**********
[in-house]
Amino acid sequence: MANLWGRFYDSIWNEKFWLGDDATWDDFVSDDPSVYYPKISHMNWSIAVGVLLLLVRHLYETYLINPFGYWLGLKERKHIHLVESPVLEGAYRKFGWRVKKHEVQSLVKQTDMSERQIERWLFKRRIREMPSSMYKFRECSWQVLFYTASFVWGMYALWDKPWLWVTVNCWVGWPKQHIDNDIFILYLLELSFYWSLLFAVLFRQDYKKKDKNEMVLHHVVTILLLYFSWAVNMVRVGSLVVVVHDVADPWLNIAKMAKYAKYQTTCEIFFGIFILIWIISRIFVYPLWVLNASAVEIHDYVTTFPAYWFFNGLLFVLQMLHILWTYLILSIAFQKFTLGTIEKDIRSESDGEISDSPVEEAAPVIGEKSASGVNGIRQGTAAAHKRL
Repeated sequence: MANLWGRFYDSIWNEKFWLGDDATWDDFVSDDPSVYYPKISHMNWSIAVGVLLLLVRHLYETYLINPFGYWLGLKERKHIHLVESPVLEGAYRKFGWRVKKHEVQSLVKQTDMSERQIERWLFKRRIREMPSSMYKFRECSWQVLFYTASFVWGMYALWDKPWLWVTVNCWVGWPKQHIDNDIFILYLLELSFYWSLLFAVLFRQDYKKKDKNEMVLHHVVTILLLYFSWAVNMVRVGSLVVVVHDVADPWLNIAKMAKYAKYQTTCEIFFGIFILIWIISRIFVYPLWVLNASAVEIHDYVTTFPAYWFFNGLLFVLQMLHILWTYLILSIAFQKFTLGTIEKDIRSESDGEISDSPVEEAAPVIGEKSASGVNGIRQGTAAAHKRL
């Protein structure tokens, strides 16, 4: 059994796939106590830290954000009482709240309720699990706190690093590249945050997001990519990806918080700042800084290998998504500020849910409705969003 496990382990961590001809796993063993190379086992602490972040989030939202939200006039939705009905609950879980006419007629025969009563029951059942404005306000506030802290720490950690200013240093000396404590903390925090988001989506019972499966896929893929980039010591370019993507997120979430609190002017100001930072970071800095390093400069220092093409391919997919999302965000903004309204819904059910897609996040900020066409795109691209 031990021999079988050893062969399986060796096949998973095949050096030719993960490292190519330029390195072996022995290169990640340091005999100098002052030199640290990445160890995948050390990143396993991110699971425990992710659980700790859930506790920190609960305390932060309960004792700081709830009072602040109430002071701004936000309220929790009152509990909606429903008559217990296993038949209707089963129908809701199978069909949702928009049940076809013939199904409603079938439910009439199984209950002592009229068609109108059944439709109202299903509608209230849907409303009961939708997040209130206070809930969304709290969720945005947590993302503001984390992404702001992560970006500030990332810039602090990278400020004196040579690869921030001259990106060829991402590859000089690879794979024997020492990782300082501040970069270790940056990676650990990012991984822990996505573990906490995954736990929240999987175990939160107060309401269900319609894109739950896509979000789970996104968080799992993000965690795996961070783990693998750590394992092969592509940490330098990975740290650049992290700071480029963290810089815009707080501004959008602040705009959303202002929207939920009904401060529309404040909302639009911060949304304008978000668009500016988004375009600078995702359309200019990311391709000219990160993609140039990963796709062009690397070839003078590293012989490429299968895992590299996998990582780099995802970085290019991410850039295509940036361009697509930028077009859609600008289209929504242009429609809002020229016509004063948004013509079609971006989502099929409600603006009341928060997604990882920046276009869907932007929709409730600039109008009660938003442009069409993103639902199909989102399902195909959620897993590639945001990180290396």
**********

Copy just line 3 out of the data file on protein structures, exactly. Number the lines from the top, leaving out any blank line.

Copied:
Repeated sequence: MANLWGRFYDSIWNEKFWLGDDATWDDFVSDDPSVYYPKISHMNWSIAVGVLLLLVRHLYETYLINPFGYWLGLKERKHIHLVESPVLEGAYRKFGWRVKKHEVQSLVKQTDMSERQIERWLFKRRIREMPSSMYKFRECSWQVLFYTASFVWGMYALWDKPWLWVTVNCWVGWPKQHIDNDIFILYLLELSFYWSLLFAVLFRQDYKKKDKNEMVLHHVVTILLLYFSWAVNMVRVGSLVVVVHDVADPWLNIAKMAKYAKYQTTCEIFFGIFILIWIISRIFVYPLWVLNASAVEIHDYVTTFPAYWFFNGLLFVLQMLHILWTYLILSIAFQKFTLGTIEKDIRSESDGEISDSPVEEAAPVIGEKSASGVNGIRQGTAAAHKRL